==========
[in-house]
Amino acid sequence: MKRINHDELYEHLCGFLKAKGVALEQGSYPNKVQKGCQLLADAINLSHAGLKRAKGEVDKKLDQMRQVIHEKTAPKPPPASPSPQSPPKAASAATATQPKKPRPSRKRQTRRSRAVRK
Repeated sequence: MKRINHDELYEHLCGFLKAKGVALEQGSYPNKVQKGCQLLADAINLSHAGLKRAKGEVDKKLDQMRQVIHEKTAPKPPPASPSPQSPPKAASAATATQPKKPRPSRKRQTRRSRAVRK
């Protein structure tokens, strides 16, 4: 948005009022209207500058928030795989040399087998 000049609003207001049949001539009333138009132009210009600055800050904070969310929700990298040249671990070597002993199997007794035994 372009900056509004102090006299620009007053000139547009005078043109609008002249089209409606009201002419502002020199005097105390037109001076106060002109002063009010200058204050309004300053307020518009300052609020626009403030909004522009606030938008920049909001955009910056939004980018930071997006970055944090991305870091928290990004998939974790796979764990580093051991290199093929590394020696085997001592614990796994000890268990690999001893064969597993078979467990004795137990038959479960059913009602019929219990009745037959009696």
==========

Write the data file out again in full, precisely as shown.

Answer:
[in-house]
Amino acid sequence: MKRINHDELYEHLCGFLKAKGVALEQGSYPNKVQKGCQLLADAINLSHAGLKRAKGEVDKKLDQMRQVIHEKTAPKPPPASPSPQSPPKAASAATATQPKKPRPSRKRQTRRSRAVRK
Repeated sequence: MKRINHDELYEHLCGFLKAKGVALEQGSYPNKVQKGCQLLADAINLSHAGLKRAKGEVDKKLDQMRQVIHEKTAPKPPPASPSPQSPPKAASAATATQPKKPRPSRKRQTRRSRAVRK
């Protein structure tokens, strides 16, 4: 948005009022209207500058928030795989040399087998 000049609003207001049949001539009333138009132009210009600055800050904070969310929700990298040249671990070597002993199997007794035994 372009900056509004102090006299620009007053000139547009005078043109609008002249089209409606009201002419502002020199005097105390037109001076106060002109002063009010200058204050309004300053307020518009300052609020626009403030909004522009606030938008920049909001955009910056939004980018930071997006970055944090991305870091928290990004998939974790796979764990580093051991290199093929590394020696085997001592614990796994000890268990690999001893064969597993078979467990004795137990038959479960059913009602019929219990009745037959009696």